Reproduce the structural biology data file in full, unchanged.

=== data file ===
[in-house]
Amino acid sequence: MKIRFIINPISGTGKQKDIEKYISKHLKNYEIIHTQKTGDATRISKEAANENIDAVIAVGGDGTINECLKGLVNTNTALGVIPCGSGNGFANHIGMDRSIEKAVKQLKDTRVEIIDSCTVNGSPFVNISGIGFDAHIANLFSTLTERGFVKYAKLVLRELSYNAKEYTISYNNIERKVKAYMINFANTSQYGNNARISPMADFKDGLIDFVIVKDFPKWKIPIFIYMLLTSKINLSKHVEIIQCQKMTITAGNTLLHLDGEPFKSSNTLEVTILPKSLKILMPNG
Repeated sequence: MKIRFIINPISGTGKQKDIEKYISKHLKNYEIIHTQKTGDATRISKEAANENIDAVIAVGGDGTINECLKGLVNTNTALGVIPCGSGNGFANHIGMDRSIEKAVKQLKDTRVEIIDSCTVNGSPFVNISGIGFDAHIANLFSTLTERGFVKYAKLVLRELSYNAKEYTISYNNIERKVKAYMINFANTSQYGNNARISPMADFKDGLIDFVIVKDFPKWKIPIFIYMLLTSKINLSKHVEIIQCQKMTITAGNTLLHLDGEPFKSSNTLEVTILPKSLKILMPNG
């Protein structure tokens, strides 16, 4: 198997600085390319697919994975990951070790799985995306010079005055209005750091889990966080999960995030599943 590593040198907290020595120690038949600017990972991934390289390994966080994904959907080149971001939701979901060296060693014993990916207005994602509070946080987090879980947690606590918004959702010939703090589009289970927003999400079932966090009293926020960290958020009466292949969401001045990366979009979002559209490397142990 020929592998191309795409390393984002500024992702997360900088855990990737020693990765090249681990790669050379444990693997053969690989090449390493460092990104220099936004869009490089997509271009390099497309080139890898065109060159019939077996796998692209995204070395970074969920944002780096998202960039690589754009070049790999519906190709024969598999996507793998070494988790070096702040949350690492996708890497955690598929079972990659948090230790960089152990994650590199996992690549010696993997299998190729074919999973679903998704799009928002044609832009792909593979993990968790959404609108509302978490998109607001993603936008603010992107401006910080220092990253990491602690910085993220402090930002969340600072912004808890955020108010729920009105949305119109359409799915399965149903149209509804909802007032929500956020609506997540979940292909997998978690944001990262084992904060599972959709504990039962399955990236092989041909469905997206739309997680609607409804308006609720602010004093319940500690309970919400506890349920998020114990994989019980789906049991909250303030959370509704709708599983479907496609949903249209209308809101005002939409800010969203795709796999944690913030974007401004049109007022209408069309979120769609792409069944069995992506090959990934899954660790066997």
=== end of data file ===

[in-house]
Amino acid sequence: MKIRFIINPISGTGKQKDIEKYISKHLKNYEIIHTQKTGDATRISKEAANENIDAVIAVGGDGTINECLKGLVNTNTALGVIPCGSGNGFANHIGMDRSIEKAVKQLKDTRVEIIDSCTVNGSPFVNISGIGFDAHIANLFSTLTERGFVKYAKLVLRELSYNAKEYTISYNNIERKVKAYMINFANTSQYGNNARISPMADFKDGLIDFVIVKDFPKWKIPIFIYMLLTSKINLSKHVEIIQCQKMTITAGNTLLHLDGEPFKSSNTLEVTILPKSLKILMPNG
Repeated sequence: MKIRFIINPISGTGKQKDIEKYISKHLKNYEIIHTQKTGDATRISKEAANENIDAVIAVGGDGTINECLKGLVNTNTALGVIPCGSGNGFANHIGMDRSIEKAVKQLKDTRVEIIDSCTVNGSPFVNISGIGFDAHIANLFSTLTERGFVKYAKLVLRELSYNAKEYTISYNNIERKVKAYMINFANTSQYGNNARISPMADFKDGLIDFVIVKDFPKWKIPIFIYMLLTSKINLSKHVEIIQCQKMTITAGNTLLHLDGEPFKSSNTLEVTILPKSLKILMPNG
């Protein structure tokens, strides 16, 4: 198997600085390319697919994975990951070790799985995306010079005055209005750091889990966080999960995030599943 590593040198907290020595120690038949600017990972991934390289390994966080994904959907080149971001939701979901060296060693014993990916207005994602509070946080987090879980947690606590918004959702010939703090589009289970927003999400079932966090009293926020960290958020009466292949969401001045990366979009979002559209490397142990 020929592998191309795409390393984002500024992702997360900088855990990737020693990765090249681990790669050379444990693997053969690989090449390493460092990104220099936004869009490089997509271009390099497309080139890898065109060159019939077996796998692209995204070395970074969920944002780096998202960039690589754009070049790999519906190709024969598999996507793998070494988790070096702040949350690492996708890497955690598929079972990659948090230790960089152990994650590199996992690549010696993997299998190729074919999973679903998704799009928002044609832009792909593979993990968790959404609108509302978490998109607001993603936008603010992107401006910080220092990253990491602690910085993220402090930002969340600072912004808890955020108010729920009105949305119109359409799915399965149903149209509804909802007032929500956020609506997540979940292909997998978690944001990262084992904060599972959709504990039962399955990236092989041909469905997206739309997680609607409804308006609720602010004093319940500690309970919400506890349920998020114990994989019980789906049991909250303030959370509704709708599983479907496609949903249209209308809101005002939409800010969203795709796999944690913030974007401004049109007022209408069309979120769609792409069944069995992506090959990934899954660790066997």